The officer leading the Sussex Police annual Christmas drink driving campaign has urged people in Brighton and Hove to call a cab or take the bus or train.
Chief Inspector Di Roskilly, of the Sussex Police Road Policing Unit, said: “Too many people get behind the wheel after having a drink or taking drugs and the consequences can be dire.
“We encourage people to enjoy the festive period but ask that you make sure you have a designated driver in your group who stays sober or you get a taxi or public transport home.
“It is proven that collisions are more likely to happen when the driver is impaired.
“Not only is there the risk of killing yourself or someone else, you could also end up banned from driving or in prison.
“Drink or drug driving isn’t worth it.”
Sussex Police started its annual campaign to crack down on drink driving over the Christmas period on Monday 14 November.
Since then more 6,500 people have been breath-tested across the county and more than 150 have been arrested.
Earlier this week traffic police ran a joint operation with East Sussex Fire and Rescue Service in Peacehaven, trying to educate errant drivers.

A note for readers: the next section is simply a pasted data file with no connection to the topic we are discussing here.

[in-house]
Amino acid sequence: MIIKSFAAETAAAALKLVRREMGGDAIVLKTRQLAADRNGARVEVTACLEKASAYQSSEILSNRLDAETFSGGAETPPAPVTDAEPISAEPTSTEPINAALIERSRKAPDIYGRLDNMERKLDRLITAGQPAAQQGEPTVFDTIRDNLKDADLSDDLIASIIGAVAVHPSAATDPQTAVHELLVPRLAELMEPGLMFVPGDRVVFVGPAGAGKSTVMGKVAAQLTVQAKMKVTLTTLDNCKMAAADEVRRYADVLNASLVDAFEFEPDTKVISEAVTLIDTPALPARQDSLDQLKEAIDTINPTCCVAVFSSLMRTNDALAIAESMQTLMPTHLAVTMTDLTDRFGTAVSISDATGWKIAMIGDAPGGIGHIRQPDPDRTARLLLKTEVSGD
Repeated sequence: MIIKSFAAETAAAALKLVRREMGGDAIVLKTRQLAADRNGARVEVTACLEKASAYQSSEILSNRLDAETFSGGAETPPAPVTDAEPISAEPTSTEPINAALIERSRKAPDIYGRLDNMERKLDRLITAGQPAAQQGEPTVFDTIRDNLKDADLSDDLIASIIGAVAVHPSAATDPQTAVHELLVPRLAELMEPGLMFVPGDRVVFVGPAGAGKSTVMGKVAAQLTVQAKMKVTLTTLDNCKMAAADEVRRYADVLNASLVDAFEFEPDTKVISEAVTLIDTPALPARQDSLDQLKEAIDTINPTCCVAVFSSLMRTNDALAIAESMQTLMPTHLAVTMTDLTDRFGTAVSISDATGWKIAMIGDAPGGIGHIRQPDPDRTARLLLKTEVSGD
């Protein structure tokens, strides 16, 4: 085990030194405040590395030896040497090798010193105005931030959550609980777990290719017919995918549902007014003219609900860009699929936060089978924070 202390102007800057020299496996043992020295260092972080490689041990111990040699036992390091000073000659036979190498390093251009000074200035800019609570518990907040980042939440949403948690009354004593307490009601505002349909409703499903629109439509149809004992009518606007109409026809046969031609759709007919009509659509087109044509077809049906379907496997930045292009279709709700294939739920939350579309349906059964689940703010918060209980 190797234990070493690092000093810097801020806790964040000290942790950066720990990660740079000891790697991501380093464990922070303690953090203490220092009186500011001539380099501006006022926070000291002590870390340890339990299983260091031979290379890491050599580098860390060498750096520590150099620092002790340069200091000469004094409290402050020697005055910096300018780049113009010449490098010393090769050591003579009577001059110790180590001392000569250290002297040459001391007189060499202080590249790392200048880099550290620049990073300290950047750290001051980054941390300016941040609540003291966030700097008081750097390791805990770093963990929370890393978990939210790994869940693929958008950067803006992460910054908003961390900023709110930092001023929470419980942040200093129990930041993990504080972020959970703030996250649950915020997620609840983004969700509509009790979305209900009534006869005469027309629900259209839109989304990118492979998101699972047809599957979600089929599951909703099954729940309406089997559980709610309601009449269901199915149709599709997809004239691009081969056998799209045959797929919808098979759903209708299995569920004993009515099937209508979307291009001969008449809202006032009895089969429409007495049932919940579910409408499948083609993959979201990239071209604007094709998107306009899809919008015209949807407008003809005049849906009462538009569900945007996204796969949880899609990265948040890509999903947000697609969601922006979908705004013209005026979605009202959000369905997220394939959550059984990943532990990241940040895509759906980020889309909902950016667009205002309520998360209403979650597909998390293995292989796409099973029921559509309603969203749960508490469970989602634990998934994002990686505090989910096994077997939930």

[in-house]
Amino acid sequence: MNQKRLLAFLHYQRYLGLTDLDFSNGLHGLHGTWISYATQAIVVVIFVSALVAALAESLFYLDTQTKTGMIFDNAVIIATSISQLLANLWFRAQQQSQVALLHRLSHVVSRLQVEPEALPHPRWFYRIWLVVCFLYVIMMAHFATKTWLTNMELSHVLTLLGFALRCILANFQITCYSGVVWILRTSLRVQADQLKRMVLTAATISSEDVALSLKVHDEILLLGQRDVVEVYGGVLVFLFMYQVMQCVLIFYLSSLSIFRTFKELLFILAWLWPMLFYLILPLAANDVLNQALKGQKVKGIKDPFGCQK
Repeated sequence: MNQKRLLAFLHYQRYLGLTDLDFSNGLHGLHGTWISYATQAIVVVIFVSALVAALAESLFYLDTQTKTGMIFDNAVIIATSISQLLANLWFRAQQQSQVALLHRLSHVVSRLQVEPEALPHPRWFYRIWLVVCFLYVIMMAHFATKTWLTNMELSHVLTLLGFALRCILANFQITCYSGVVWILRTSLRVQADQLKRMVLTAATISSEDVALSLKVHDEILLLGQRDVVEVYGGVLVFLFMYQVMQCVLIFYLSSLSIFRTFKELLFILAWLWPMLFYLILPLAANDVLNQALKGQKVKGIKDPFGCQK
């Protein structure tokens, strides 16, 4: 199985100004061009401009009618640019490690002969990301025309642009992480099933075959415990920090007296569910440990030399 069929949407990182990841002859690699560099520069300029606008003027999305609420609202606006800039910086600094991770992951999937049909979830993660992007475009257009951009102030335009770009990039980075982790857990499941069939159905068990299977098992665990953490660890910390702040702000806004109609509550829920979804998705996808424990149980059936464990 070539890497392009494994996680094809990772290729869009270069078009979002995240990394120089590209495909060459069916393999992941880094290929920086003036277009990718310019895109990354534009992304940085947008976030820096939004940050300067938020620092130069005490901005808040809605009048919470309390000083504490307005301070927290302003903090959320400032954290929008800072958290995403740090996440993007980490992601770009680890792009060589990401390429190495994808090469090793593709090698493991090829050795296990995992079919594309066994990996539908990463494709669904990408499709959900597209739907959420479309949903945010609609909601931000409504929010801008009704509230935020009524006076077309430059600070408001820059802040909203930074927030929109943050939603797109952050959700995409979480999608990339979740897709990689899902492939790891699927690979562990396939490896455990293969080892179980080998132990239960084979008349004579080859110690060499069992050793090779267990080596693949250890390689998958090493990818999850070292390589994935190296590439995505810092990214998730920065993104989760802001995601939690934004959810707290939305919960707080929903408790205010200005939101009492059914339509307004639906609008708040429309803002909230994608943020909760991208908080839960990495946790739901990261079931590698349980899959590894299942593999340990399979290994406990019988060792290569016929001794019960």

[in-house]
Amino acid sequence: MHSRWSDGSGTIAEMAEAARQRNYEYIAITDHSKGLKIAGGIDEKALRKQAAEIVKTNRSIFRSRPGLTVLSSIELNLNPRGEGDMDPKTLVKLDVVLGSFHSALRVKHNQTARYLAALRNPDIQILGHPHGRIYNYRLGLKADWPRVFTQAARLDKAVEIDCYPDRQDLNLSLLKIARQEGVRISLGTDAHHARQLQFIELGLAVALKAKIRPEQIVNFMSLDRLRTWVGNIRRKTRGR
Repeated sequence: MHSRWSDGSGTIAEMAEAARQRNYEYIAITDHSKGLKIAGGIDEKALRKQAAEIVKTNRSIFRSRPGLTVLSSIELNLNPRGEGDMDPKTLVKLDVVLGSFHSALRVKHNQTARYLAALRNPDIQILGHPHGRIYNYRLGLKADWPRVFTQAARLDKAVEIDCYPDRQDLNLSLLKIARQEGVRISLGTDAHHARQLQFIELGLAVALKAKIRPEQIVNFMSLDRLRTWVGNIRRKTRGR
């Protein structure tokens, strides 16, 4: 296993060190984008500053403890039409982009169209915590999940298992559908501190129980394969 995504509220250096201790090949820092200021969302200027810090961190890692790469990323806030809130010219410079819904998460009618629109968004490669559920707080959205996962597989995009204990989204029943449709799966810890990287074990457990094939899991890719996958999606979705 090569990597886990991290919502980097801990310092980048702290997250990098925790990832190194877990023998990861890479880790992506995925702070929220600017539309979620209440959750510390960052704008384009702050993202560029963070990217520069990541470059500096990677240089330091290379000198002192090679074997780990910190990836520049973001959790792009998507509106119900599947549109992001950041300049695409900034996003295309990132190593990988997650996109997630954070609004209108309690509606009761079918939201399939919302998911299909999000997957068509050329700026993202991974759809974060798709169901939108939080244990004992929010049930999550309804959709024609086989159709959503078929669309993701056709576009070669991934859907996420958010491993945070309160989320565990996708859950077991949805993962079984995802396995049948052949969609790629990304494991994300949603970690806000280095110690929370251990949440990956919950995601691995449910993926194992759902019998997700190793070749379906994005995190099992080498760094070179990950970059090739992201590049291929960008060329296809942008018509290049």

Drivers were targeted for speeding, using their mobile phone while driving, not wearing a seatbelt and other offences.
Over 90 minutes, ten drivers were stopped for speeding and 22 for seatbelt offences.
Each offender was given the option of a fixed penalty notice or being shown some educational material by the fire service.
The material showed some of the repercussions that can arise from the offence that they had committed.
Fire officers shared their own experiences to highlight the dangers that these road users were presenting to themselves and others by their actions.
All 32 drivers who were stopped were asked to take a breath test. All passed.
Phil Henty, operations manager for the Sussex Safer Roads Partnership, said: “Drinking and driving is a serious problem on our roads across the year – but most poignant at Christmas when the loss of life can seem even more tragic.
“Aside from the emotional cost to family and friends, each fatality on our roads costs society nearly £1.6 million and each seriously injured person carries a cost of some £178,000.
“This means that every life saved by detecting drink drivers before they have a collision has a direct financial benefit to society as a whole.
“But more important is the ‘hidden’ benefit to the lives of people across our county and country.”
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